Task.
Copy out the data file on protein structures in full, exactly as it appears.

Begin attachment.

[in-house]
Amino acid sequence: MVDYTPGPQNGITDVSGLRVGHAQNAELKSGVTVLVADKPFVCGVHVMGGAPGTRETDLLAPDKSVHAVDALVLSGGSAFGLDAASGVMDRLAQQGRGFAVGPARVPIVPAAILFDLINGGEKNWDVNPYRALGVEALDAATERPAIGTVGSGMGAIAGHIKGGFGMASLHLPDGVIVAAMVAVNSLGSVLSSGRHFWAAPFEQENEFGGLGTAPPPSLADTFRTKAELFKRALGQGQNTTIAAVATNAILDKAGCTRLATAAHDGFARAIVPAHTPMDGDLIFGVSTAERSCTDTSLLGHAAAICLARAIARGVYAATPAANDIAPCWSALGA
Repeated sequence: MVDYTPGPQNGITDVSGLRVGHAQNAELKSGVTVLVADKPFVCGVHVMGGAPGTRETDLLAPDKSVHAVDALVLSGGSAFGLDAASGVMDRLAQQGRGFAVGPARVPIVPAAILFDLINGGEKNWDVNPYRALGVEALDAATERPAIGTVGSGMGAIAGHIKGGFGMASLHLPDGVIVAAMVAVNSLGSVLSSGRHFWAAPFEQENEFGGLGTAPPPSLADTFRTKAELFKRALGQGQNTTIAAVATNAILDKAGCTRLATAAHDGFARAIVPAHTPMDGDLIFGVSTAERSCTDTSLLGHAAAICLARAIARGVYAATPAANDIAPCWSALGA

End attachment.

[in-house]
Amino acid sequence: MVDYTPGPQNGITDVSGLRVGHAQNAELKSGVTVLVADKPFVCGVHVMGGAPGTRETDLLAPDKSVHAVDALVLSGGSAFGLDAASGVMDRLAQQGRGFAVGPARVPIVPAAILFDLINGGEKNWDVNPYRALGVEALDAATERPAIGTVGSGMGAIAGHIKGGFGMASLHLPDGVIVAAMVAVNSLGSVLSSGRHFWAAPFEQENEFGGLGTAPPPSLADTFRTKAELFKRALGQGQNTTIAAVATNAILDKAGCTRLATAAHDGFARAIVPAHTPMDGDLIFGVSTAERSCTDTSLLGHAAAICLARAIARGVYAATPAANDIAPCWSALGA
Repeated sequence: MVDYTPGPQNGITDVSGLRVGHAQNAELKSGVTVLVADKPFVCGVHVMGGAPGTRETDLLAPDKSVHAVDALVLSGGSAFGLDAASGVMDRLAQQGRGFAVGPARVPIVPAAILFDLINGGEKNWDVNPYRALGVEALDAATERPAIGTVGSGMGAIAGHIKGGFGMASLHLPDGVIVAAMVAVNSLGSVLSSGRHFWAAPFEQENEFGGLGTAPPPSLADTFRTKAELFKRALGQGQNTTIAAVATNAILDKAGCTRLATAAHDGFARAIVPAHTPMDGDLIFGVSTAERSCTDTSLLGHAAAICLARAIARGVYAATPAANDIAPCWSALGA